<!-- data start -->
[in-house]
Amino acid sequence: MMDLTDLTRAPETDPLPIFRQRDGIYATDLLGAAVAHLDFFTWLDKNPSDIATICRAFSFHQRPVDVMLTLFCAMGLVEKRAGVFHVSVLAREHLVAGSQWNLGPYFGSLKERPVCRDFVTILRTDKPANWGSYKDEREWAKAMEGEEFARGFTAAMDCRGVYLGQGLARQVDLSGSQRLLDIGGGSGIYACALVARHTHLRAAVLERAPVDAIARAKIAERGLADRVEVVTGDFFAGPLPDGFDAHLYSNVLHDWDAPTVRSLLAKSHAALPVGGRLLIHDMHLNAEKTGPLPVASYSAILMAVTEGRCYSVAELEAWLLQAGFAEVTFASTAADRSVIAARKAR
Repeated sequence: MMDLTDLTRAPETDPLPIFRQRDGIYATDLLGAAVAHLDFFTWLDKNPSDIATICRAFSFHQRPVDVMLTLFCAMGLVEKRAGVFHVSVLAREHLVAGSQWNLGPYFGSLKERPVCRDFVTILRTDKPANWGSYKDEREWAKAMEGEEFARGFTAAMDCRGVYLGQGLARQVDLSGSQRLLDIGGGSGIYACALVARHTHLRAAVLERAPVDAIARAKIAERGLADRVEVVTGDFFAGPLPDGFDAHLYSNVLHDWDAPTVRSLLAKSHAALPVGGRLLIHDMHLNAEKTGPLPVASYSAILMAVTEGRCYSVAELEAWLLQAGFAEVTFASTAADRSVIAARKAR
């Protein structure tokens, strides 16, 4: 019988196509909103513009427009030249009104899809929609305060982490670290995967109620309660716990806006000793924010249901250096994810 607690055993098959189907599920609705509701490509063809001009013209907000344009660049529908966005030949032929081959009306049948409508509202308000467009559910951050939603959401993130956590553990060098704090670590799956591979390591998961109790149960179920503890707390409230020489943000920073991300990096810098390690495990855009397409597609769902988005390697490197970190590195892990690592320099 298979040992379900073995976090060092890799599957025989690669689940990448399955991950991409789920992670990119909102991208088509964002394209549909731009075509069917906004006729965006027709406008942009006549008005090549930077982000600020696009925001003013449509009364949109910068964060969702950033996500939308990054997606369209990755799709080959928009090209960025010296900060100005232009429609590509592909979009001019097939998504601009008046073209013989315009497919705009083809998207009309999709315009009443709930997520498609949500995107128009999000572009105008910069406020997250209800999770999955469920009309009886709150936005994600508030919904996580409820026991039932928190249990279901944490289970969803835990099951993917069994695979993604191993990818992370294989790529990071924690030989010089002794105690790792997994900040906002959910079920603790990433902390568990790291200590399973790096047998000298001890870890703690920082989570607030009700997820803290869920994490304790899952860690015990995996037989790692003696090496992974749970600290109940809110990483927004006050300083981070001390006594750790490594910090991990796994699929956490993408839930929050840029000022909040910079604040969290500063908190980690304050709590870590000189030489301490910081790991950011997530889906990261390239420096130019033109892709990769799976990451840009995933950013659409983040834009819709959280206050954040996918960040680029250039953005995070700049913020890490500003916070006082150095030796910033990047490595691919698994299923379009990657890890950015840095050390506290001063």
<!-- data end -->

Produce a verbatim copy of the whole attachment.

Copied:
[in-house]
Amino acid sequence: MMDLTDLTRAPETDPLPIFRQRDGIYATDLLGAAVAHLDFFTWLDKNPSDIATICRAFSFHQRPVDVMLTLFCAMGLVEKRAGVFHVSVLAREHLVAGSQWNLGPYFGSLKERPVCRDFVTILRTDKPANWGSYKDEREWAKAMEGEEFARGFTAAMDCRGVYLGQGLARQVDLSGSQRLLDIGGGSGIYACALVARHTHLRAAVLERAPVDAIARAKIAERGLADRVEVVTGDFFAGPLPDGFDAHLYSNVLHDWDAPTVRSLLAKSHAALPVGGRLLIHDMHLNAEKTGPLPVASYSAILMAVTEGRCYSVAELEAWLLQAGFAEVTFASTAADRSVIAARKAR
Repeated sequence: MMDLTDLTRAPETDPLPIFRQRDGIYATDLLGAAVAHLDFFTWLDKNPSDIATICRAFSFHQRPVDVMLTLFCAMGLVEKRAGVFHVSVLAREHLVAGSQWNLGPYFGSLKERPVCRDFVTILRTDKPANWGSYKDEREWAKAMEGEEFARGFTAAMDCRGVYLGQGLARQVDLSGSQRLLDIGGGSGIYACALVARHTHLRAAVLERAPVDAIARAKIAERGLADRVEVVTGDFFAGPLPDGFDAHLYSNVLHDWDAPTVRSLLAKSHAALPVGGRLLIHDMHLNAEKTGPLPVASYSAILMAVTEGRCYSVAELEAWLLQAGFAEVTFASTAADRSVIAARKAR
């Protein structure tokens, strides 16, 4: 019988196509909103513009427009030249009104899809929609305060982490670290995967109620309660716990806006000793924010249901250096994810 607690055993098959189907599920609705509701490509063809001009013209907000344009660049529908966005030949032929081959009306049948409508509202308000467009559910951050939603959401993130956590553990060098704090670590799956591979390591998961109790149960179920503890707390409230020489943000920073991300990096810098390690495990855009397409597609769902988005390697490197970190590195892990690592320099 298979040992379900073995976090060092890799599957025989690669689940990448399955991950991409789920992670990119909102991208088509964002394209549909731009075509069917906004006729965006027709406008942009006549008005090549930077982000600020696009925001003013449509009364949109910068964060969702950033996500939308990054997606369209990755799709080959928009090209960025010296900060100005232009429609590509592909979009001019097939998504601009008046073209013989315009497919705009083809998207009309999709315009009443709930997520498609949500995107128009999000572009105008910069406020997250209800999770999955469920009309009886709150936005994600508030919904996580409820026991039932928190249990279901944490289970969803835990099951993917069994695979993604191993990818992370294989790529990071924690030989010089002794105690790792997994900040906002959910079920603790990433902390568990790291200590399973790096047998000298001890870890703690920082989570607030009700997820803290869920994490304790899952860690015990995996037989790692003696090496992974749970600290109940809110990483927004006050300083981070001390006594750790490594910090991990796994699929956490993408839930929050840029000022909040910079604040969290500063908190980690304050709590870590000189030489301490910081790991950011997530889906990261390239420096130019033109892709990769799976990451840009995933950013659409983040834009819709959280206050954040996918960040680029250039953005995070700049913020890490500003916070006082150095030796910033990047490595691919698994299923379009990657890890950015840095050390506290001063």